Every country must develop its own creation myth – a story for citizens to tell themselves so that they might pretend they are more than a collection of isolated strangers, claiming ownership of a land that should not be owned.

For some countries, this is an easier process than for others. Americans, for example, have the illusion of a revolutionary birth to cling to. They can forge their national identities via a myth that paints them as a throng of freedom-loving diehards, willing to sacrifice their lives for what they believe in. It is useful to them: it allows them to play make believe as a group of musket-toting, Constitution-writing saviours; warrior poets determined to resist tyranny in all its forms.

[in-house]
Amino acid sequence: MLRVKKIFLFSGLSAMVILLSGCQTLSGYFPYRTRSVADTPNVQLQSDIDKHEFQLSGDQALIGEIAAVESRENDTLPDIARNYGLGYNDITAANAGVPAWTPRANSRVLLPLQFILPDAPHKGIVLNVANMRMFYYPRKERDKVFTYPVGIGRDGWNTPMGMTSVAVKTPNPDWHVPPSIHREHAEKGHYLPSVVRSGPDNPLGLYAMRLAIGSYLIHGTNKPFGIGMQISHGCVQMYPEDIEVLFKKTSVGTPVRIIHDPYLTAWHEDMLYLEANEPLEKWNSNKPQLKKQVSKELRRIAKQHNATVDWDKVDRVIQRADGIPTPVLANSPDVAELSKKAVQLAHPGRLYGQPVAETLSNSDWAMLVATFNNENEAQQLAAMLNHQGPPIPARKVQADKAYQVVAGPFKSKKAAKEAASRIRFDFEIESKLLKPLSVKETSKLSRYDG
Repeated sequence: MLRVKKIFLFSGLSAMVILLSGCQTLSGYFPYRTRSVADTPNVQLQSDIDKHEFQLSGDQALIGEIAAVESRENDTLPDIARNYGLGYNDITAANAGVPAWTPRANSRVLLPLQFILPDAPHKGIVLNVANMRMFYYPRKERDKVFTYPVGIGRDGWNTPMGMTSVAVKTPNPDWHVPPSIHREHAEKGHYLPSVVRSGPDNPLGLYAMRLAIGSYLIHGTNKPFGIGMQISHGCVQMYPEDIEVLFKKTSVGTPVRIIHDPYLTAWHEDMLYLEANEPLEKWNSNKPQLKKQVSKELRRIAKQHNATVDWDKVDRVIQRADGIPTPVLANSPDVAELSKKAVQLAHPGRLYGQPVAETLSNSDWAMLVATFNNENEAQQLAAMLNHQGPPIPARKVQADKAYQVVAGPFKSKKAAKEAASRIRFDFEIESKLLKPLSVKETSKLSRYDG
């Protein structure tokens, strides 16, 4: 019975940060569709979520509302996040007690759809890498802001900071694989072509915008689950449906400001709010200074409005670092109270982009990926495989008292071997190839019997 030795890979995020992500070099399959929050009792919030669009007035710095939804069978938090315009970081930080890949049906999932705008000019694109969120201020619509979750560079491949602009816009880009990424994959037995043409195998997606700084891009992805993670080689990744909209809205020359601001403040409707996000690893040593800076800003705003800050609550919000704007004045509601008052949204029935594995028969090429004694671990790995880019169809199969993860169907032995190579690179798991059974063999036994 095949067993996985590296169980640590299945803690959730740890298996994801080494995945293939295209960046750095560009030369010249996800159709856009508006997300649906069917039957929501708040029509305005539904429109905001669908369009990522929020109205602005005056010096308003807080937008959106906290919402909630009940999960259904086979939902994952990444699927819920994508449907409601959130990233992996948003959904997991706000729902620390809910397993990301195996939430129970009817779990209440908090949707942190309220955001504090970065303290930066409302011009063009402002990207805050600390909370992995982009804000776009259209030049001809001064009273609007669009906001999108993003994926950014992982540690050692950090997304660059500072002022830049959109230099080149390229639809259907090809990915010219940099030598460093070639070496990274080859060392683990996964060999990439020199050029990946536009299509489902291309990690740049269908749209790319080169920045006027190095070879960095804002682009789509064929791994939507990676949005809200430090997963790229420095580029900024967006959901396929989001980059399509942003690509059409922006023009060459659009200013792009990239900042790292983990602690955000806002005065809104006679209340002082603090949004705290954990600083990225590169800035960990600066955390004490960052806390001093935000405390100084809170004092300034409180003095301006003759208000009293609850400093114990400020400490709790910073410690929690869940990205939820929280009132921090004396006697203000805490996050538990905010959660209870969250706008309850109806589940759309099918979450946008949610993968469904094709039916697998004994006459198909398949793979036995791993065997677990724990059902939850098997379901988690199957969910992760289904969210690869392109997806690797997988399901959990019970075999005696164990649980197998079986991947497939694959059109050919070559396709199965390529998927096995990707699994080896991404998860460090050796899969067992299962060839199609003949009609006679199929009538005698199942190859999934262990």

Of course, such a myth conveniently leaves out the First People who white Americans subjugated and murdered – those original custodians of the land who were massacred, and poisoned, and displaced. But that is exactly the myth’s worth. It helps turn a story of great pain and loss into a story of dynamic birth. Through it, white Americans cleanse themselves. Through it, they re-establish the boundaries of their national character: they transform from murderers into saints.

White Australians are lacking in the fire and fury of the Americans, and in the culture and history of the English.